This is the fourth and final blog in a series of campus switching innovation blogs that share our recent switching launch news from Cisco Live London.
How many times have you heard that IT cannot take on as many new projects as they would like to because their resources are tied up to keep the house running? That IT could do much more to drive business growth only if they had more resources?
We announced a number of innovations at Cisco Live London earlier this month, including Cisco Catalyst SmartOperations – a suite of about a dozen tools that offer built-in intelligence on Cisco Catalyst switches for easing many challenges faced by network administrators in their day-to-day tasks. And because most of the tools are included in the base software image, they deliver productivity savings without adding cost!
Cisco Live London 2012 is underway this week. I’m sure that technical learning and having fun are high on your to-do list. Perhaps you’re also anxious to know what new products and technologies Cisco will announce.
I talked to several customers during the last several weeks. They all wanted to know what Cisco is doing further to help them deal with the wave of cloud computing, video, and mobility. In my previous post From San Jose to London I summarized these questions: Read More »
There are a lot of competitive claims made that pit one vendor against another. Its important to make a claim and back it up with the facts. Today I would like to share a fact-based analysis which validates that Cisco UCS enables you to gain competitive advantage by making your data center infrastructure more flexible, agile, and cost effective. As a result, the Cisco UCS truly transforms the business economics of today’s data centers.
The way we approach IT has been changing over the last few years. Executive management, employees, partners, and customers continue to demand more services. Waiting for applications and services to deliver information is not an option.
IT organizations are beginning to come around to taking a holistic perspective, one where they view their compute, network, and storage components as being part of a larger resource pool that has to be purchased, cabled, configured, powered, cooled, and maintained. When organizations look at their infrastructure holistically, they start to realize the cost of the traditional ways of doing business.
I’ve been thinking a lot about TCO recently and ways we can help the Government maximize the investment of our tax dollars. By chance, I ran across this incredible White Paper written by one of our top Optical Engineers entitled “Government Transport Networks: Minimize Lifetime Costs”.
It’s a good read, and if you are a Network Architect making purchasing decisions in this area, I would highly recommend it. In fact, if you have any further questions on any of the data presented please reach out to me directly and I’ll put you in touch with the author.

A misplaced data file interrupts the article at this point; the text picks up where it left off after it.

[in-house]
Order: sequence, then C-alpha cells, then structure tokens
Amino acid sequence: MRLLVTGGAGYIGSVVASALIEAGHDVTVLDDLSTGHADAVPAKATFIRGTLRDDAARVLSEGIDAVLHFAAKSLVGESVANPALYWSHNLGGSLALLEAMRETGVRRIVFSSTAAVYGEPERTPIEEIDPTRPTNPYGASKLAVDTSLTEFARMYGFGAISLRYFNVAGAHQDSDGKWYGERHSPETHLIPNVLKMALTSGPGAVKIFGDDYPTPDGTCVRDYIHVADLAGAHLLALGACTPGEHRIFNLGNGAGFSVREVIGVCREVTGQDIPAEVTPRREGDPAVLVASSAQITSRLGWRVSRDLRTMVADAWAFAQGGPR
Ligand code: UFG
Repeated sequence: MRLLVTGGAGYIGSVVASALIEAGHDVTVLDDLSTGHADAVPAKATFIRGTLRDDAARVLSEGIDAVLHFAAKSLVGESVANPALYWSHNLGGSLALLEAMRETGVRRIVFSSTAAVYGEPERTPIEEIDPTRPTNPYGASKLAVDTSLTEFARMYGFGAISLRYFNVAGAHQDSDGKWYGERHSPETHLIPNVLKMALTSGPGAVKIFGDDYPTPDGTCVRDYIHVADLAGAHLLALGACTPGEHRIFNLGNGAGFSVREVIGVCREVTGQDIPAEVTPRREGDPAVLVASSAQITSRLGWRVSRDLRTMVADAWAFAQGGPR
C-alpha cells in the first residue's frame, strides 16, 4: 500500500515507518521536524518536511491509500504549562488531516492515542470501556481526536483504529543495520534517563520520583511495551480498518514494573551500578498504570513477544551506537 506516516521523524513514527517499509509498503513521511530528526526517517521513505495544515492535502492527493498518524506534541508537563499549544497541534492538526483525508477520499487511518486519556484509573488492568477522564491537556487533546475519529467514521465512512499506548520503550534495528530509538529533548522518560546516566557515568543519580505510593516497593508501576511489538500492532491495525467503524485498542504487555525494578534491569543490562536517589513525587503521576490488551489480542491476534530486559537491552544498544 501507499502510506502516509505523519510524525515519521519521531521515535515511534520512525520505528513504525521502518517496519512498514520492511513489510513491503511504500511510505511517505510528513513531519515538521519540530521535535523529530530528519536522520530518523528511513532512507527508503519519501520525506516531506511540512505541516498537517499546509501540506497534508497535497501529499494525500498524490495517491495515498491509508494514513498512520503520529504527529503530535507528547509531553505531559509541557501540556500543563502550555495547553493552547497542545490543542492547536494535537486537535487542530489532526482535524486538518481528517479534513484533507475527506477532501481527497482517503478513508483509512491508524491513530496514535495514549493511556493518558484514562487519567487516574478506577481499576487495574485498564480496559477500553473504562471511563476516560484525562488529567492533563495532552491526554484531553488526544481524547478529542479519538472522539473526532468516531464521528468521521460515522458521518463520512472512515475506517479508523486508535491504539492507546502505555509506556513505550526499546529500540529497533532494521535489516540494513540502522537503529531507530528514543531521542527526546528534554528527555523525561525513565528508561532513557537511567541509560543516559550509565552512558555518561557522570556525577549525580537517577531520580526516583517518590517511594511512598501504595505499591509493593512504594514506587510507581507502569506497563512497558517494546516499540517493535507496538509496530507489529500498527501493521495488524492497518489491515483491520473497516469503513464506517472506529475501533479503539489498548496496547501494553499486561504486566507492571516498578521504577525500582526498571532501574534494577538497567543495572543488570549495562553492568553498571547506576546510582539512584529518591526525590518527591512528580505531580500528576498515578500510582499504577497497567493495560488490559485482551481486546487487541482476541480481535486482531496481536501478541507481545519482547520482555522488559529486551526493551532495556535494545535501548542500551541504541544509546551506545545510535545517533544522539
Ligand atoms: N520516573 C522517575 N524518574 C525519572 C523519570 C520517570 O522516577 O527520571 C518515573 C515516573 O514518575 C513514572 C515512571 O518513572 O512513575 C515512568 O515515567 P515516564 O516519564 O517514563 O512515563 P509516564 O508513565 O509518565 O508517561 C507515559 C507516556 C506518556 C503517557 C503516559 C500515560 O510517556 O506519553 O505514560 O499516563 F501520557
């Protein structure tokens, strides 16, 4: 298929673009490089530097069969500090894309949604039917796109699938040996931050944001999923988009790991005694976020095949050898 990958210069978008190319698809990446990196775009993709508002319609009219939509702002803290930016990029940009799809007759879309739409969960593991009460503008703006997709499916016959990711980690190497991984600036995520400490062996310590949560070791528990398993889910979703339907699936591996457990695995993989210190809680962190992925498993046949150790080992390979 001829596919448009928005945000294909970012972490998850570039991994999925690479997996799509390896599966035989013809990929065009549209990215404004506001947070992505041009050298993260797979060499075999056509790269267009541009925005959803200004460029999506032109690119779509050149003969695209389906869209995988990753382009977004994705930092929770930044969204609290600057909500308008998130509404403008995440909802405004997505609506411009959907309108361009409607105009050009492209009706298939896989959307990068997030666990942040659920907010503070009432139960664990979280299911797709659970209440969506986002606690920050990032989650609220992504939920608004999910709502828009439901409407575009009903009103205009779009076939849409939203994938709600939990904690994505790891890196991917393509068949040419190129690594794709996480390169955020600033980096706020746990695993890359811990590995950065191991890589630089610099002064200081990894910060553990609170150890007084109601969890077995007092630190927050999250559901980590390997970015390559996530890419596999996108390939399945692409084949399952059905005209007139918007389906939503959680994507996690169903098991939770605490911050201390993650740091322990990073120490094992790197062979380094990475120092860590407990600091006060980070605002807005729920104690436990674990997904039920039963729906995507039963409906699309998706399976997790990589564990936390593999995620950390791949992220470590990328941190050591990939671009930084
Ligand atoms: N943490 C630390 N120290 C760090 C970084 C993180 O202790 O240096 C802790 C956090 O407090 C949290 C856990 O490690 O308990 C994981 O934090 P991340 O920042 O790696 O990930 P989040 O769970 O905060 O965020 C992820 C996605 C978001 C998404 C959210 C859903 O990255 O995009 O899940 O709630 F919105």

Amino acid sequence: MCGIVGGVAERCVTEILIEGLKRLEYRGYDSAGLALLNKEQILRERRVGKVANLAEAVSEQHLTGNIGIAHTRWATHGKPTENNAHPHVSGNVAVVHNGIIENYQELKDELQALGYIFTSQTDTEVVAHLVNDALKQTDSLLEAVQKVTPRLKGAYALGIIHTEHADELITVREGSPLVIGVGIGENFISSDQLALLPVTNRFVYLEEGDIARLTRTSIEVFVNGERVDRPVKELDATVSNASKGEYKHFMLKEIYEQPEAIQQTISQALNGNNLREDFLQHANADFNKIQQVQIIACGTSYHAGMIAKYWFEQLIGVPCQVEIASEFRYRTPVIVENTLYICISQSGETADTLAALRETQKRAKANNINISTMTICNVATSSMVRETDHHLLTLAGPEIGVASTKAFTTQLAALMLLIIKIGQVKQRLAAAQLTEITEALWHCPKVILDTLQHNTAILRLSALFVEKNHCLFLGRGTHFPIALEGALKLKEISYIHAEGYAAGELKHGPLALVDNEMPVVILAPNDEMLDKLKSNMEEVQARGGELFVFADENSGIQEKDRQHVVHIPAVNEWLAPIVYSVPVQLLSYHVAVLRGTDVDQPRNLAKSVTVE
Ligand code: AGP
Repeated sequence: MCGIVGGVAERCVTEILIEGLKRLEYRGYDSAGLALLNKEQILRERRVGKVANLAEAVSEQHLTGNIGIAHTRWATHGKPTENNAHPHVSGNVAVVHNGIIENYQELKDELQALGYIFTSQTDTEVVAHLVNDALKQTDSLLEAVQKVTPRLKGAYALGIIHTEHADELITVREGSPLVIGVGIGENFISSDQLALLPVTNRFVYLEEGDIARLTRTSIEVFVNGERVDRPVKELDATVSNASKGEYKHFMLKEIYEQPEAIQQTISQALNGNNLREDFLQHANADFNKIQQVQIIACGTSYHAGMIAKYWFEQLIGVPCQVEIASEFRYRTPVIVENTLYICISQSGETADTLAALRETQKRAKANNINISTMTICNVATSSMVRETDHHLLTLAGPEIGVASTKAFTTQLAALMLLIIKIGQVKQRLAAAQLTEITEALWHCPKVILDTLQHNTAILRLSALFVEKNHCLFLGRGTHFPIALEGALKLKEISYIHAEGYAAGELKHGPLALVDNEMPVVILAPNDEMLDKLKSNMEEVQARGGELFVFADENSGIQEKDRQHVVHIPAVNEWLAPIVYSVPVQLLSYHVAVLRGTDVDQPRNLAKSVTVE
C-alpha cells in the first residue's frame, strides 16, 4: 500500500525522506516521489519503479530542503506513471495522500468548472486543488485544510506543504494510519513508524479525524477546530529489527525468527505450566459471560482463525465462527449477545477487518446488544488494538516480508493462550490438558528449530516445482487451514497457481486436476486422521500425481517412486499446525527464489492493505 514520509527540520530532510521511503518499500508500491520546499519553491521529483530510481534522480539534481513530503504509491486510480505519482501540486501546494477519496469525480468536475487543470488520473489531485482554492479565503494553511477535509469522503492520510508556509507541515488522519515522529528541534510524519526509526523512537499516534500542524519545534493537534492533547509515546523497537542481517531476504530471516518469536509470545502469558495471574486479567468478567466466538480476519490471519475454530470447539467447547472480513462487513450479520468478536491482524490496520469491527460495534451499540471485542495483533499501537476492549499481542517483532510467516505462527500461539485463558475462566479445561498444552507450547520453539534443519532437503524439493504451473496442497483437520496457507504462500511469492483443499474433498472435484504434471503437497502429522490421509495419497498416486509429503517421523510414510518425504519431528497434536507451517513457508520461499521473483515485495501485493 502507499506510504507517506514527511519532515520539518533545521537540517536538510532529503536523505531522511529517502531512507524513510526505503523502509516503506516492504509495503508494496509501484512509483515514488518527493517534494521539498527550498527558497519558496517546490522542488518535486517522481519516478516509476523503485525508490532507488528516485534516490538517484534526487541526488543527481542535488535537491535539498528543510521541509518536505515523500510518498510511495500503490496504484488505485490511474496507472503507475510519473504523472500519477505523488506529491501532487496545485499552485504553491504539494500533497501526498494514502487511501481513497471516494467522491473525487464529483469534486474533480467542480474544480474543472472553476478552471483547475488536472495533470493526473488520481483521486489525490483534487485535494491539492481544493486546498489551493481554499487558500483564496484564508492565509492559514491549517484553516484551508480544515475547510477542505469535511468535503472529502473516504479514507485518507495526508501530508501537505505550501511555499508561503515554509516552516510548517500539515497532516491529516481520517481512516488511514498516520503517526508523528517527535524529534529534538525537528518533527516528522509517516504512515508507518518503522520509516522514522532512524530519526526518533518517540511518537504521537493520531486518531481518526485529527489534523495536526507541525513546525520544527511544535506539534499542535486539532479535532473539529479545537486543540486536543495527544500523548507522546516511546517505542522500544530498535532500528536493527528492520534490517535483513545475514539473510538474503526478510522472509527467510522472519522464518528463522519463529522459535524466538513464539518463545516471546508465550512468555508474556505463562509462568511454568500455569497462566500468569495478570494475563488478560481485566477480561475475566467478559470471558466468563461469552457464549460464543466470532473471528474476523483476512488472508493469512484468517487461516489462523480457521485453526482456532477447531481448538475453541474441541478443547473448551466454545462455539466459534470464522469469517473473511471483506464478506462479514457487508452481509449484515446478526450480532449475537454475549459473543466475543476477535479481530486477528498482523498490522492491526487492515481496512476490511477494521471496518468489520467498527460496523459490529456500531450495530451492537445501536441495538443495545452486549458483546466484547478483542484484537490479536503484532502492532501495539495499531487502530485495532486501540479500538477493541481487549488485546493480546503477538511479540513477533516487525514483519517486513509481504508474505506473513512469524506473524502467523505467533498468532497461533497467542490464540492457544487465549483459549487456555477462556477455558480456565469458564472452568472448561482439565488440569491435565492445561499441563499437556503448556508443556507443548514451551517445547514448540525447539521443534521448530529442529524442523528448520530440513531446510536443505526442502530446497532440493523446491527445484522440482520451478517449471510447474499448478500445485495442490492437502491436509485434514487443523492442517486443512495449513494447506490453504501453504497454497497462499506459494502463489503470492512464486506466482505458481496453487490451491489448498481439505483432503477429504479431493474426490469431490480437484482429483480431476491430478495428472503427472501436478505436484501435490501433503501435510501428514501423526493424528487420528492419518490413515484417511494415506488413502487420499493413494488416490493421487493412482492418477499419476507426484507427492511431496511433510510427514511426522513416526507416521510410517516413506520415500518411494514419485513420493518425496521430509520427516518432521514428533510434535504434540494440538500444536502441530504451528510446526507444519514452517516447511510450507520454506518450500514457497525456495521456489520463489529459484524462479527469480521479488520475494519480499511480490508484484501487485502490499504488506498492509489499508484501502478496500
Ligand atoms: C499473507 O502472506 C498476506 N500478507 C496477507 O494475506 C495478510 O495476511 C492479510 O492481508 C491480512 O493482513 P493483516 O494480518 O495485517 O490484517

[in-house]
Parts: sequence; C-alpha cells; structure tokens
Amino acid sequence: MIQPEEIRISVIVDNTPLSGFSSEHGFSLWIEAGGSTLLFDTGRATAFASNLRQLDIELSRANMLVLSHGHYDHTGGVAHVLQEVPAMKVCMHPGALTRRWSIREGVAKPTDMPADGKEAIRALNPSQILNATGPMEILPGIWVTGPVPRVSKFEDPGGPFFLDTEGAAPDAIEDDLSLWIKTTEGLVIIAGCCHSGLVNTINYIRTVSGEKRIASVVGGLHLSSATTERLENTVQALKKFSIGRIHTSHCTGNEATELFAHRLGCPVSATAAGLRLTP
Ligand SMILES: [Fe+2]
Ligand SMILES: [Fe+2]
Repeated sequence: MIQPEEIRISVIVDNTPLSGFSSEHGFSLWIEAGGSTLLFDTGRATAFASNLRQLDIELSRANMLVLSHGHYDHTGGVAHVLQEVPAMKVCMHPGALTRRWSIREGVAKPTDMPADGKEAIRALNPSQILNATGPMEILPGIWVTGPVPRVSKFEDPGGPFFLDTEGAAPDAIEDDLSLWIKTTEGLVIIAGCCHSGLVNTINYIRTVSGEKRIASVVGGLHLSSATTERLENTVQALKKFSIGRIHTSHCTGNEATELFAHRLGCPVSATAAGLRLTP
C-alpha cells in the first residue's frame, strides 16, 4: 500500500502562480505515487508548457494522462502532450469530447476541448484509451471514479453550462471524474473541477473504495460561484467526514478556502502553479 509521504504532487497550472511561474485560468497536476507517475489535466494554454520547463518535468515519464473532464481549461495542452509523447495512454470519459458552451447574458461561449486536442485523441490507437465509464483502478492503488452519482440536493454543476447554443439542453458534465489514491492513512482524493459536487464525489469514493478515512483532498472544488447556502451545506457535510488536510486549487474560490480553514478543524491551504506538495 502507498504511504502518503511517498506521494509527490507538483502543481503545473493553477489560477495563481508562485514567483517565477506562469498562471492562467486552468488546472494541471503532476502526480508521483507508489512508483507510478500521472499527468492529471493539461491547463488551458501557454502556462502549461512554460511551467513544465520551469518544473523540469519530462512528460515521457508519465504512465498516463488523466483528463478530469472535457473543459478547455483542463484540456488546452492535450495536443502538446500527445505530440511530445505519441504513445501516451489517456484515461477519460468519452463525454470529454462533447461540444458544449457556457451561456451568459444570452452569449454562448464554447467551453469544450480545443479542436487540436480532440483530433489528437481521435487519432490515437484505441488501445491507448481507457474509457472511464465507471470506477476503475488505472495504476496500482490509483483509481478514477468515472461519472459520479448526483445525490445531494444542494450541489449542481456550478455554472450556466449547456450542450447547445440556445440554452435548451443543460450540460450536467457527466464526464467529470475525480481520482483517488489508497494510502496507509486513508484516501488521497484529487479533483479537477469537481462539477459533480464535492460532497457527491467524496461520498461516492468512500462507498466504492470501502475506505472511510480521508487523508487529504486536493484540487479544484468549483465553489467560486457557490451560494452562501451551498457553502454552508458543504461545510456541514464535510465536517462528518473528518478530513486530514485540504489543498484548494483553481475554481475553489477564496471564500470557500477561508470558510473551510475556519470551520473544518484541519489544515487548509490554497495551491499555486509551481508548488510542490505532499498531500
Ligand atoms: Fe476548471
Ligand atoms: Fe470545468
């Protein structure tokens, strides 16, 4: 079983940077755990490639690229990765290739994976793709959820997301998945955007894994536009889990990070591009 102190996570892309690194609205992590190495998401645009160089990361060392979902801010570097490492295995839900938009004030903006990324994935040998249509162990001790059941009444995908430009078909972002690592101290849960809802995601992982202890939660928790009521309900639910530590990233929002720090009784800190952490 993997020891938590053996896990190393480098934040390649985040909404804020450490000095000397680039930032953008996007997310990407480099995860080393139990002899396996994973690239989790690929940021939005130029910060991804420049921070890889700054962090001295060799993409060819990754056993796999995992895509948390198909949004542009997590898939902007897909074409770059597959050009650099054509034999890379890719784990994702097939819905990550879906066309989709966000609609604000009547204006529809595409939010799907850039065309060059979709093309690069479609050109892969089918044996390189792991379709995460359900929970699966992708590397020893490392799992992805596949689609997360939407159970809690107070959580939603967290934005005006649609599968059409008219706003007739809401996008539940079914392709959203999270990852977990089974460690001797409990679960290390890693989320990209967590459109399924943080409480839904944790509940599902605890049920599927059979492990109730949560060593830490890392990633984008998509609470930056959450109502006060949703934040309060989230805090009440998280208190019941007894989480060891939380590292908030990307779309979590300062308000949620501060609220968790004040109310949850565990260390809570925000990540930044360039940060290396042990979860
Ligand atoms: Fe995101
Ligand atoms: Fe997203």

This paper makes the case that transport networks represent a significant portion of government IT costs and is often overlooked in terms of TCO. It guides the reader through the various Network Deployment Models (private, managed private, hybrid) and the benefits in real dollars by going with one approach over another.
Transport networks affect government operational costs at least as much as campus or data center networks, and carefully selecting the platform can result in significant savings. In summary, a well-planned transport architecture can help agencies avoid the considerable expense of upgrades as they accelerate adoption of business video and virtualization. In contrast, a platform with lower upfront costs may have a shorter lifespan and require IT teams to continually add overlay networks that increase costs and management complexity.
So “caveat emptor” when considering your next network purchase.
You need to consider more than the purchase price when building the network that runs your business
As a small or mid-size business, you need to make your dollars stretch. But when it comes to investing in the network that runs your business, saving money on the purchase price can cost you more over time—at least 20-35 percent over a three-year timeframe. You need to consider the total cost of ownership (TCO) of the equipment you’re purchasing, including implementation, network downtime, and security breaches.
With a tactical network—one that provides simple connectivity—you could end up spending more money on equipment and services to meet the needs of your business. Also, if your network includes devices from multiple vendors, you may spend more time managing and coordinating those vendors and more money troubleshooting problems rather than focusing on running your business. This loss of time and money increases TCO and decreases the value and return on your technology investment.